I've heard that Vero Kern, the perfumer behind Mito, was inspired by an Italian garden, at Villa d'Este in Tivoli. Smelling Mito I don't need her to describe that garden in words. She's brought it alive in my mind. Cristalle is this kind of thing: beauty as an ethereal concept, something that wafts across your consciousness as a veil. Sheer, really. Chanel takes pains at all times to reassure you that you are in control of what you see and experience.

Mito takes you over the way extreme beauty or experience does. There's no safety from it. There's no remove, no conceptual detachment. A veil sits between you and the thing you see through it. It imposes an abstraction, a sensation of separateness, locking you securely behind the wheel of your own experience. It pats your hand and affirms your sovereignty over your perceptions, the things you see out in the world. They don't happen to you; you happen to them.

What Mito does, what all of the Vero Profumo fragrances do for me, isn't precious that way. When I see someone or something beautiful, I experience it, it colonizes my emotions, changes the alchemy of my thoughts and mood. There's no separation; there's no protection from it. I'm communing with it and being changed by it and it might end up being stronger than I am. It is in that moment. It can make me feel tiny, a speck, swimming around in powerful, gorgeous and fraught otherness.

Do you know that moment in a beautiful place, where everything seems to be perfectly constellated, caught in a moment of full bloom? It reminds you what a miracle a moment can be, how fugitive it is. Mito sits on my skin bringing that alive. A brick as in a force of beauty. Cristalle assures you beauty can be handled, minimized, abstracted, ordered. Mito reminds you what a fantasy that is.

Thursday, August 7, 2014

I Wore This: La Nuit de Paco Rabanne

There are some key differences between eau de toilette and eau de parfum, the primary difference being skank. Honeyed skank, really. The eau de toilette is honeyed chypre, lasts forever, relates itself to true moss leather chypres like Trussardi Femme and Rochas Mystere. It kisses you like you kiss a baby.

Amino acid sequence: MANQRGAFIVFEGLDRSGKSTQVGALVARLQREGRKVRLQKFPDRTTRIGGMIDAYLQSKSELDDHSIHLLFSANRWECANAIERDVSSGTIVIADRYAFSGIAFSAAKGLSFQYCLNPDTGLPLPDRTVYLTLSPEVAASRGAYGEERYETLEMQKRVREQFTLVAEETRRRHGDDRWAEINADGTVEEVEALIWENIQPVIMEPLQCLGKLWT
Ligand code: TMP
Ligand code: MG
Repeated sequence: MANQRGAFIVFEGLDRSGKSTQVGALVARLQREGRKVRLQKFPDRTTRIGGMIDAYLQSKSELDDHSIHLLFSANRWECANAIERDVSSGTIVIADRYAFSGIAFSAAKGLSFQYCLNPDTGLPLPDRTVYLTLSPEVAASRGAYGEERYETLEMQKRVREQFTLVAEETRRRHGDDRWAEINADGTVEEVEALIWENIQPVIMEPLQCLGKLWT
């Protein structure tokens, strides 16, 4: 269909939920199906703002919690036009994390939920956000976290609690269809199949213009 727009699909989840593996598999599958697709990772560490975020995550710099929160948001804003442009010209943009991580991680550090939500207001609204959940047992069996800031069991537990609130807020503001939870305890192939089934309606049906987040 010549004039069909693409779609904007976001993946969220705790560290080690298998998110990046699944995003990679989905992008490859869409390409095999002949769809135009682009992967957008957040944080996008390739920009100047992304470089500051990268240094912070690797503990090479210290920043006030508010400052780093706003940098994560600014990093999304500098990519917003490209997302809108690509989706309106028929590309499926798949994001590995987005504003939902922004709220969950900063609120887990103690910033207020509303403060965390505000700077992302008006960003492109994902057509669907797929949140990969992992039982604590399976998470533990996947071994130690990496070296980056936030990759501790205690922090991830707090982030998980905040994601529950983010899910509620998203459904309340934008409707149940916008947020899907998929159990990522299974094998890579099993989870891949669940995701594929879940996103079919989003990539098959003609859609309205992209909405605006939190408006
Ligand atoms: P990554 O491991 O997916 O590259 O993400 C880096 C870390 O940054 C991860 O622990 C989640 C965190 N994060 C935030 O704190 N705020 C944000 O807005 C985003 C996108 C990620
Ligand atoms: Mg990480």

I once found two or three bottles of the eau de parfum for something like 30 bucks each. At the time, I'd never smelled anything like it (at this point, I have and I haven't), so I bought them all. I worried the world would end and I'd be without La Nuit otherwise.

Weeks later I decanted some and traveled to a film festival in Philadelphia. A friend met me there and the night my film screened I doused her in La Nuit. I wore, I think, an equally generous application of Diptyque L'eau (pomander rose). The cab driver looked shocked when we stepped into the car, and I apologized without meaning it. I thought then and still think now you shouldn't have to make excuses for smelling better than life at large wants you to.

We were out for several hours, and when we returned to the hotel there was a man out front, airing out his tiny dog. Oh how sweet the dog looked. If not sweet, then harmless. The leash seemed mostly decorative. You don't need chain link to keep a balloon from drifting away.

My friend did that thing as we approached the entrance and saw the dog, that thing you do: "Does he bite?" The owner assured us his dog was just shy of herbivore, so my friend, wafting furiously, bent over to pet the thing - and this probably-chihuahua became a fierce attack dog. It just went totally apeshit, like a bear had approached it still stinking of the fawn it had just swallowed whole.

The owner was as shocked as we were - maybe more shocked. It was his balloon; we'd never seen it before.

Thursday, July 31, 2014

I Wore This: Dior Poison


A little one ounce bottle of Poison, because apparently I can never have enough.

Let me tally. At this point, I own I think five - now six, bottles, various formulations. I try to keep track by the packaging but mostly I know by the smell.

This one from the drugstore, probably dating to the early 2000s. It isn't as insistently bright and austere as the latest version. It isn't glorified grape bubblegum like some of the others.

I see Poison out in the world and sometimes I'm overcome and though there are five, now six, bottles back home, home isn't instantaneous enough. I add to the pot. Something about that green shimmery box; it starts before I even get the packaging open, before I even uncap the bottle. What Poison means starts when I see the box and the memory of the smell and what I know it will do to me and my mood kicks into gear. It focuses my thoughts. No small feat on any given day.

There's a list of perfumes from around Poison's time that I obsessed over at the fragrance counter as a teen. Poison heads that list. So getting it, even the sixth or seventh bottle, without thinking much of it, without thinking at all, is a powerful thing. I thought so much as a teen back then - about how I might get a bottle, keep it on hand to smell, even if I couldn't wear it. I thought about it but it was forbidden. I looked forward to the next time I could pass through the mall and pretend I had a girlfriend who wanted it as much as I did. That porn of talking to those sales associates is a vivid memory - inevitable, protracted coos about how special it would be to receive Poison as a gift, as if I didn't know.